Kitchen closed: Delice shutting doors after nearly 50 years
“This is not exactly a health shop,” said Walter Huber, sitting in front of an array of buttery palmiers, tasty breads and a smorgasbord of other tempting pastries. The flavors – and indeed, the calories – on display at the Delice Bakery in Glenwood Springs would intimidate even the most half-hearted health nut. The cheerful conversation over soup and pastries at Delice’s tables is as endearing as the palmiers are rich. But after nearly 50 years in business, Huber, 82, who opened the Delice Bakery in Aspen in 1957 before moving it to Glenwood Springs in 1978, plans to retire May 26. Hearing the news that Delice will be closing permanently in just two weeks has left some longtime customers irate, said Huber’s daughter, Cynthia Vodopich. But Huber said that after nearly a half century of tempting the Roaring Fork Valley with his pastries, it’s time to move on. In fact, he said, the things he wants to do after he closes Delice are too many to list. “I think I deserve it,” he said. But there may yet be a future for Delice. Today, Delice is a family operation, with five of Huber’s family members on staff.
After the last bowl of soup is served, there’s a chance that Delice could be sold to a new owner and reopen with a similar menu, but that deal hasn’t materialized yet, he said. If the deal goes through, there’s also a chance that Vodopich will continue helping to operate the business under the new owner. If the deal fails, stock up on butter, because Vodopich is recording all of Huber’s recipes in a cookbook, called “Walter’s Original Delice of Aspen.”She said the book will include recipes for all Huber’s pastries, chile, bread and other delights so his devotees can try their hands at his confections at home. Those recipes go back quite a ways. Huber opened Delice in Aspen after moving to the United States from Bern, Switzerland. While working for a friend in Aspen, a bank came to Huber and offered him a loan to open his own shop. Huber, trained as a confectioner, jumped at the chance and opened Delice in 1957. But soon, he said, he learned that it was tough to make it in Aspen just selling pastries alone. So he did something radical – he learned how to bake bread and expanded as a full restaurant. In Switzerland, he said, a pastry chef doesn’t bake bread. By the late 1970s, Aspen wasn’t quite as hospitable to a bakery and restaurant the way it once was, he said, so he moved to Glenwood, and downsized in the process. In Aspen, Delice employed about 16 people. In Glenwood, Huber employed a fraction of that number, and initially had only a small seating area.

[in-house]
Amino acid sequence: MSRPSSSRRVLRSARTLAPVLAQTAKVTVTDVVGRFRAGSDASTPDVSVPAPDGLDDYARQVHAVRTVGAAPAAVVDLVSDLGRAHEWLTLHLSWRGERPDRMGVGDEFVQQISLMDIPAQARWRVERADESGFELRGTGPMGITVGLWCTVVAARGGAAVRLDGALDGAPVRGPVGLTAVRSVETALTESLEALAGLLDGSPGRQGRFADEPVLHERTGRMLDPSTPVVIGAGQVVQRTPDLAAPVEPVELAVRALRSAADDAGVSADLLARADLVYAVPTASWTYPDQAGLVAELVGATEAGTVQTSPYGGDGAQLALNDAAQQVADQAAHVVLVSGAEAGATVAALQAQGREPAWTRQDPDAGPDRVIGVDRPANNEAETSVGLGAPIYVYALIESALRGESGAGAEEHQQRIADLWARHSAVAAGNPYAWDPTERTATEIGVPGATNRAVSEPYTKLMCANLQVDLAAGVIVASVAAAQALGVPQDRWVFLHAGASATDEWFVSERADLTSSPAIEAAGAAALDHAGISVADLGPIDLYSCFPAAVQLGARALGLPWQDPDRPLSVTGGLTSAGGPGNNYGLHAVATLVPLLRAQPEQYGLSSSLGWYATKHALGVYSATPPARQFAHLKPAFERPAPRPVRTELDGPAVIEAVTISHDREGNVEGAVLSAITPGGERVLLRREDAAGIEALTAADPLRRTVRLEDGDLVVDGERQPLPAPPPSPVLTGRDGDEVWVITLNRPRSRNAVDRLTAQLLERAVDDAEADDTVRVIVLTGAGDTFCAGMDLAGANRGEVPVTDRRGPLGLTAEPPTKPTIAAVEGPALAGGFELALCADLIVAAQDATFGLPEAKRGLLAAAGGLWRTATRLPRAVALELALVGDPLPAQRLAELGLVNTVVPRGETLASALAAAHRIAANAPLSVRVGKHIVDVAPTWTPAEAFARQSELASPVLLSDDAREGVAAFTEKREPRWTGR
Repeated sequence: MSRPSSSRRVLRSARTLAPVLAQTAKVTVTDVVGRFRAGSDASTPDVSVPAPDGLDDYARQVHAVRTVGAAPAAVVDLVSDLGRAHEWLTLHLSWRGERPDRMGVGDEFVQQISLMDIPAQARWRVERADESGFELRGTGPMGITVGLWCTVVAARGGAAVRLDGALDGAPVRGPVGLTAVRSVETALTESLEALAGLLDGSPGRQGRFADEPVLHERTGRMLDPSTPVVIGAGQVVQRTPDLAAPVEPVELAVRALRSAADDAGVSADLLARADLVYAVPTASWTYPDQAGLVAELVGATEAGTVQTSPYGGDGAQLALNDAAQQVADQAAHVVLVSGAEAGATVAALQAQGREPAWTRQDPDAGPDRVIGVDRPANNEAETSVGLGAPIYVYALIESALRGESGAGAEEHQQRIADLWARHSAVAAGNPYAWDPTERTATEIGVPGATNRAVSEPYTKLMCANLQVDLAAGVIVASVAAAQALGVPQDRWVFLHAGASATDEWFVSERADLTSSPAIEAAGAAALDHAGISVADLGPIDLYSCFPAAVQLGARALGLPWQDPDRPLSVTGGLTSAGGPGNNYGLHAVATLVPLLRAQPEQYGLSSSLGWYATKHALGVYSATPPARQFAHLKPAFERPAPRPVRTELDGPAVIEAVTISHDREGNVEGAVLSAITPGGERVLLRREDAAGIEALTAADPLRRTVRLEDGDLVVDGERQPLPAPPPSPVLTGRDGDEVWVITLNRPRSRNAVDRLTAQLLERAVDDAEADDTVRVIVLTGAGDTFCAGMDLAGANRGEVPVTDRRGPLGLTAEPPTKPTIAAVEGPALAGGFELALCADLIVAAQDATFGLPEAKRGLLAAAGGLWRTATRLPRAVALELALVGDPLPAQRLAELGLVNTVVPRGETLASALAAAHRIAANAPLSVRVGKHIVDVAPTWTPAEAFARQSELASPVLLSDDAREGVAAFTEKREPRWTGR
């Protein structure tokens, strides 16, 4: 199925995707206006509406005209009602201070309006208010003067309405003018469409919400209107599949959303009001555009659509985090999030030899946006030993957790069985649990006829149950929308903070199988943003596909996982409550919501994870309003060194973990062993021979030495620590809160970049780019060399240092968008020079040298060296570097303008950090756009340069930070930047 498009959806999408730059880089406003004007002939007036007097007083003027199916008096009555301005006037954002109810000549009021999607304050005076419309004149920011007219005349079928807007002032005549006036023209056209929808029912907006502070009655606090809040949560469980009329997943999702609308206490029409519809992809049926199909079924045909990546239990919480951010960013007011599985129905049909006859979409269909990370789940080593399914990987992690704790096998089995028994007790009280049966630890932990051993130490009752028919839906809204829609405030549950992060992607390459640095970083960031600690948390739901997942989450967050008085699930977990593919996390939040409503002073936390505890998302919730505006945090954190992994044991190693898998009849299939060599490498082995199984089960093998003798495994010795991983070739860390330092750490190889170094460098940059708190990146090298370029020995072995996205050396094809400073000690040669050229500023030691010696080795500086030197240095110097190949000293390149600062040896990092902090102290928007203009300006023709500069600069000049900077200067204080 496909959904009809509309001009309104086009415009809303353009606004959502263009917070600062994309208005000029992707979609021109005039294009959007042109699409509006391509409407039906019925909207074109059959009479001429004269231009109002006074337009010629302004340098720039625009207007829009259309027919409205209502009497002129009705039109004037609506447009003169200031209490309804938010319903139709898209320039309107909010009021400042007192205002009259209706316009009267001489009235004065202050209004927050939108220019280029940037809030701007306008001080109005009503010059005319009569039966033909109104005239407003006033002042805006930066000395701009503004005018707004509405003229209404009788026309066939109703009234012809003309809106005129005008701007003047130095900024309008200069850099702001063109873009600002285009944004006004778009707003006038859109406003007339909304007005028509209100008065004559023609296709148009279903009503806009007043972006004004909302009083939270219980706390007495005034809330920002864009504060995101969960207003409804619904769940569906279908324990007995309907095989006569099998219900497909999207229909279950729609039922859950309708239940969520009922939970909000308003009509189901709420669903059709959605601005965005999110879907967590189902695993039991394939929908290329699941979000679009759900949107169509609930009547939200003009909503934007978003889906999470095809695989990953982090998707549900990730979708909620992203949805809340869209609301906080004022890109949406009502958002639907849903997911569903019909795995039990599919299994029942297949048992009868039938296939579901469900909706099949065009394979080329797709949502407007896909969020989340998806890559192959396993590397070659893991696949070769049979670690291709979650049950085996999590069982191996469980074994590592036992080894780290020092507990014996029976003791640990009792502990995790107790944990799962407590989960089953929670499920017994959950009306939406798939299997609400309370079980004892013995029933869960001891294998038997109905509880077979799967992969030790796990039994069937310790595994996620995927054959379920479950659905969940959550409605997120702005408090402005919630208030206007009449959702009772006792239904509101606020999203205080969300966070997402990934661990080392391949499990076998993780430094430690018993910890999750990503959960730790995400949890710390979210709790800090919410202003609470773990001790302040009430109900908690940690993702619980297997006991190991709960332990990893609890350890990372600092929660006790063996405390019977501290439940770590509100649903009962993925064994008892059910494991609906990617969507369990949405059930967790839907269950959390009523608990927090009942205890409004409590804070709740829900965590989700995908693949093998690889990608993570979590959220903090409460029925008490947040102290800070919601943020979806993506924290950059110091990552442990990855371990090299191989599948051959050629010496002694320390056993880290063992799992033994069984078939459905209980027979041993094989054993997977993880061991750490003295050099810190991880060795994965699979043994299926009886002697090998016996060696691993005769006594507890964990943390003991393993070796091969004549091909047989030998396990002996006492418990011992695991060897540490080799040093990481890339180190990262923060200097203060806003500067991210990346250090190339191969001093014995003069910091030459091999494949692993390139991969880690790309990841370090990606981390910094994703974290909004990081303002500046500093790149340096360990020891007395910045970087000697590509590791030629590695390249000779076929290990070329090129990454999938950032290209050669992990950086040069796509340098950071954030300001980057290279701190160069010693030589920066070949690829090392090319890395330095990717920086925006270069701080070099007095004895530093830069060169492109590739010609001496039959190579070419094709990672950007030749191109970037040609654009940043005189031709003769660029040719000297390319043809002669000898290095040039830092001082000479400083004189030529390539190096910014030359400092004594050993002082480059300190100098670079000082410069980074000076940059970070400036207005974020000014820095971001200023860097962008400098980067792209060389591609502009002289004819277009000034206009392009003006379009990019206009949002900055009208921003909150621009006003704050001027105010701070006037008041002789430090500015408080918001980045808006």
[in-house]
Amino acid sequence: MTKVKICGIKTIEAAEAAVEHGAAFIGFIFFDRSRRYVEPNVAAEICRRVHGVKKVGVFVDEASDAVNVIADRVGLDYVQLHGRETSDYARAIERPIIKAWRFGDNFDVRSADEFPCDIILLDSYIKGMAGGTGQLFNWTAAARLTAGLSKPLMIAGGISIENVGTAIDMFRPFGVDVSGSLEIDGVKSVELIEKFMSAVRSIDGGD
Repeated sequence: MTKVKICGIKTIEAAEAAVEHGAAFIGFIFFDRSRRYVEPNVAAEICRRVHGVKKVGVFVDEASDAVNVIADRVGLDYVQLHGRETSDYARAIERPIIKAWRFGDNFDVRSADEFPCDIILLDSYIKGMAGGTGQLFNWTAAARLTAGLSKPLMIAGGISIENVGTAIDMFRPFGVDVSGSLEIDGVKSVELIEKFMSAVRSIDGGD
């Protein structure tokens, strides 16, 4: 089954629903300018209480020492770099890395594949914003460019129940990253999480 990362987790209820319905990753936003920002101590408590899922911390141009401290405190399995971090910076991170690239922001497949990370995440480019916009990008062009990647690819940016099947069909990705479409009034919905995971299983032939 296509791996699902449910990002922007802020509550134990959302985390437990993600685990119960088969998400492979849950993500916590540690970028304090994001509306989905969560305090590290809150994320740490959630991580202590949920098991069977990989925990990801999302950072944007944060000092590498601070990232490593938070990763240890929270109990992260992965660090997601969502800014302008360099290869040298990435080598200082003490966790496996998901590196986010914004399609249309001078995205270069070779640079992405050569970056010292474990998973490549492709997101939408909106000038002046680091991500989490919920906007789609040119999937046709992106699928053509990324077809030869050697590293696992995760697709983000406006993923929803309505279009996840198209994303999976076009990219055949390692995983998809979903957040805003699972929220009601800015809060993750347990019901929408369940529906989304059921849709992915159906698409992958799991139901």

Over the years, he expanded slightly, and began serving lunch. As Glenwood began to see more development since 2003, Delice fell on hard times, Vodopich said, because employees who would show up for work became hard to find. “Things got hard after Glenwood Meadows opened,” she said. “It was twice as hard to find new people.”Delice came within a few days of shuttering last Christmas, just after stores at the Meadows had their grand openings, she said, when Vodopich couldn’t find an employee. She received only three applications in nearly as many weeks of advertising for the position. One employee wouldn’t show up for work, another didn’t call back after she was offered the job, and Vodopich eventually hired the third. And with the cost of living ever on the rise in the valley, she said, “People can’t survive on what we can afford to pay them.”
To exacerbate the problem, the cost of supplies is going up at a “shocking” rate, she said. If it weren’t for the difficulties finding employees, Huber said he wouldn’t have thrown in the towel just yet. But he said he’s looking forward to retirement.”We had a wonderful life,” he said. “We made out pretty good.”Nonetheless, the Delice will be missed. “I’ll miss sitting down with the people here,” he said. Contact Bobby Magill: 945-8515, ext. firstname.lastname@example.org
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